Excerpt from the Lexham Bible Dictionary, the most advanced Bible dictionary.
The custom of fleeing to sacred places to obtain the protection of a deity. Israel allowed people to claim asylum by taking hold of the horns of the altar (Exod 21:14; 1 Kgs 1:50, 2:28) or using cities of refuge (Num 35:1–34; Deut 19:1–13; Josh 20:1–3).
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The Lexham Bible Dictionary
Baker Encyclopedia of the Bible
Asylum. Place of refuge where a fugitive from justice is immune to arrest or retribution; also, the protection afforded by such a place. An equivalent term is “sanctuary” (originally meaning “holy place”), from the ancient custom of seeking asylum at an altar or in a temple. Thus Adonijah (1 Kgs 1:50–53)
Tyndale Bible Dictionary
ASYLUM* Place of refuge where a fugitive from justice is immune to arrest or retribution; also, the protection afforded by such a place. An equivalent term is “sanctuary” (originally meaning “holy place”), from the ancient custom of seeking asylum at an altar or in a temple. Thus Adonijah (1 Kgs 1:50–53)
The Wycliffe Bible Encyclopedia
ASYLUM. The custom of flight to sacred places to secure at least the temporary protection of a deity was known to ancient man in all areas of the earth. The ancient Greeks and Romans found asylum at the altars, temples, and holy shrines. Even the statues of Roman emperors afforded such, and the Roman
The New Unger’s Bible Dictionary
ASYLUM (Heb. miqlāṭ). A place of safety where even a criminal might be free from violence from the avenger.
International Standard Bible Encyclopedia
ASYLUM<a-si’-lum>: The custom of fleeing to specially sacred places to obtain the protection of a deity is found all over the world (Post, Grundriss, II, 252 ff). In ancient Israel we meet with it in two forms — the asylum of the altar and the asylum of the cities of refuge. The altar at the House of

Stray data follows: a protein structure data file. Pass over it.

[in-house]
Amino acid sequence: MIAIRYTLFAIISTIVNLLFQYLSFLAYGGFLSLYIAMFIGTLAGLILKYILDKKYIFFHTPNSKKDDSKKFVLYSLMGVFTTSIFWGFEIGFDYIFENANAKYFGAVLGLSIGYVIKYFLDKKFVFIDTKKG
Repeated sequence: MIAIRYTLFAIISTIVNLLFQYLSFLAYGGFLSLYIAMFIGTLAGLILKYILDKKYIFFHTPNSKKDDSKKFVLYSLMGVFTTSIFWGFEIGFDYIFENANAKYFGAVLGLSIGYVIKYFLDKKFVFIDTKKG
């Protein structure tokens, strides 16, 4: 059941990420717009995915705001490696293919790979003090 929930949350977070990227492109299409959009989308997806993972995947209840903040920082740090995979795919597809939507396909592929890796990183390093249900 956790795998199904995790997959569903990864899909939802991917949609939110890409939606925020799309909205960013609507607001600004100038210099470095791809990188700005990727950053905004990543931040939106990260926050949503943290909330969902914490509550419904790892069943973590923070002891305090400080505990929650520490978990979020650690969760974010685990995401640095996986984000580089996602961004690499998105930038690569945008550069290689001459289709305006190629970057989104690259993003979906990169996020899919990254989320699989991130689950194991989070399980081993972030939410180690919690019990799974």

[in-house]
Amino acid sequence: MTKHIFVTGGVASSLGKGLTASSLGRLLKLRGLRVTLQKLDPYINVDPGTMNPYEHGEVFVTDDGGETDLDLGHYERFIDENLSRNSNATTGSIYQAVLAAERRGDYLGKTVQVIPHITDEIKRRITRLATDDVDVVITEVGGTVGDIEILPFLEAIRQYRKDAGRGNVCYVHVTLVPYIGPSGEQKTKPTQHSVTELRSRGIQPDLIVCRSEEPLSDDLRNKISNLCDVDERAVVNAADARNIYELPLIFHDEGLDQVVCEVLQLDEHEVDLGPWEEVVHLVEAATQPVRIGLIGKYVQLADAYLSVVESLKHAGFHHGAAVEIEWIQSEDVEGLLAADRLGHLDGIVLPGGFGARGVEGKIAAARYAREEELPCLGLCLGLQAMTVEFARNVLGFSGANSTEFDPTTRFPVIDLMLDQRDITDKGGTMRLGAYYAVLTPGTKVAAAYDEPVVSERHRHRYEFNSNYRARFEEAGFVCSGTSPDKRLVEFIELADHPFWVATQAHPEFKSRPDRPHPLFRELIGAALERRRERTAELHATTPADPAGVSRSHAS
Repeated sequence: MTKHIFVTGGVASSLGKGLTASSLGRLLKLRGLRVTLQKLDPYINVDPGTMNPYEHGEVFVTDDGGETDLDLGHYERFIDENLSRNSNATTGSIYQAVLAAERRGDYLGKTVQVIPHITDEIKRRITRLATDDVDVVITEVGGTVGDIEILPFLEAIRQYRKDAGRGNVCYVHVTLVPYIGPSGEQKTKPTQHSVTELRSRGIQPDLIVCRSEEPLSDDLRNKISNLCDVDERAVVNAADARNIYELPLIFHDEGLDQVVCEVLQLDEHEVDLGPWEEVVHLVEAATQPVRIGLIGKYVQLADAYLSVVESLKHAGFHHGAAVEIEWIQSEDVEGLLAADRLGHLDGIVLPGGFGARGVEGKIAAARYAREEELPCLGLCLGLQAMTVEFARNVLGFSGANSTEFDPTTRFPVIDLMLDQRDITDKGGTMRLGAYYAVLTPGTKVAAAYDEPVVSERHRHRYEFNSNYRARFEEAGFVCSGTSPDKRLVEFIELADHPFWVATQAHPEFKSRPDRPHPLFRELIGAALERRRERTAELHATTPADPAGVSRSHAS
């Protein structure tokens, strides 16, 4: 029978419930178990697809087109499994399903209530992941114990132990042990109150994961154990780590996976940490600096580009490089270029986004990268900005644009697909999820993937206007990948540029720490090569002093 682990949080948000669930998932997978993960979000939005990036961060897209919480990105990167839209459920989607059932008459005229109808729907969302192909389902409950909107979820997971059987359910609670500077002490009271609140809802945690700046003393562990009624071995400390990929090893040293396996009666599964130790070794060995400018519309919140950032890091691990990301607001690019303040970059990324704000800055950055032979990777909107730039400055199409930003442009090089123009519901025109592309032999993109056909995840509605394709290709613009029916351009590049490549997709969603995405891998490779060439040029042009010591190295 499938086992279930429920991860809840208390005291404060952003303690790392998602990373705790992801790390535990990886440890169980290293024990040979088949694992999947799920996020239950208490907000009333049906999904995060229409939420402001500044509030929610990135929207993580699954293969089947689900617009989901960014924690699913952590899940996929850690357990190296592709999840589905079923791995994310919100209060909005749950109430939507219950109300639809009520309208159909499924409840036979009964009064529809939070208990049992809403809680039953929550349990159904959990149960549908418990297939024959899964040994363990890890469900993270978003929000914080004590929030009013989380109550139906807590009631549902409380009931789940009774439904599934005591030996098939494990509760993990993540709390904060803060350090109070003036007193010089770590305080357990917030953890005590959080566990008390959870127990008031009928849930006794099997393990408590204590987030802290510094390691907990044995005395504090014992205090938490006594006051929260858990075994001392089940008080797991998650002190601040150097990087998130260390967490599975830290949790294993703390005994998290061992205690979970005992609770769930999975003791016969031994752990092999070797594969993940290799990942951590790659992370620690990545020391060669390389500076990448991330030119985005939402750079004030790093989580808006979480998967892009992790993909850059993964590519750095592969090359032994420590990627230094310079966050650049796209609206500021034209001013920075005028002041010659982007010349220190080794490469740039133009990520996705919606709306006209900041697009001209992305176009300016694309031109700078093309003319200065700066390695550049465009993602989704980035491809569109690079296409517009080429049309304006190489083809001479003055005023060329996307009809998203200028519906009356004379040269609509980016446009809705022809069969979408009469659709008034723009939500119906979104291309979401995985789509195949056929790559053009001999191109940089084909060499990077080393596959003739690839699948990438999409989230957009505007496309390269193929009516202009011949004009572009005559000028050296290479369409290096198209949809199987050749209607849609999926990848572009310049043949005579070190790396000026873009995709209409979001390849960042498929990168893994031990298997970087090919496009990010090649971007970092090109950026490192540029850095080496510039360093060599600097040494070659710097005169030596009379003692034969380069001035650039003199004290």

A Catholic Dictionary
asylum. A place to which a criminal, pursued by the ministers of justice, may escape, and where so long as he remains he cannot be arrested. Such asylums, the inviolable character of which was nearly always connected with some notion of the religious sanctity of the spot, were common among the nations
Dictionary of Phrase and Fable
Asy′lum means, literally, a place where pillage is forbidden (Greek, a (negative), sulon, right of pillage). The ancients set apart certain places of refuge, where the vilest criminals were protected, both from private and public assaults.
Ecclesiastical Dictionary: Containing, in Concise Form, Information upon Ecclesiastical, Biblical, Archæological, and Historical Subjects
Asylum (a place of refuge).—In ancient times, sacred places, especially the temples and altars of the gods, were appointed as asylums to which criminals, as well as persecuted individuals, might flee for refuge; and to molest them in such places, was regarded as an impiety. They were, however, sometimes
Pocket Dictionary of Ethics
asylum. As a political term, the protection granted by one country to *refugees from another country, usually in response to political, ethnic or religious *persecution. Ethical issues connected with asylum include such matters as asylum as a right, the conditions under which the granting of asylum is
The Zondervan Encyclopedia of the Bible, Volume 1, A–C
asylum. The right of asylum is codified in four biblical passages (Exod. 21:12–14; Num. 35:9–34; Deut. 19:1–13; Josh. 20:7–9). The purpose of this law was to provide a place where the accidental homicide might dwell. The place could be the altar of Yahweh or the cities of refuge. The former is illustrated
The International Standard Bible Encyclopaedia, Volumes 1–5
ASYLUM, a-sīʹlum: The custom of fleeing to specially sacred places to obtain the protection of a deity is found all over the world (Post, Grundriss, II, 252 ff). In ancient Israel we meet with it in two forms—the asylum of the altar and the asylum of the cities of refuge. The altar at the House of God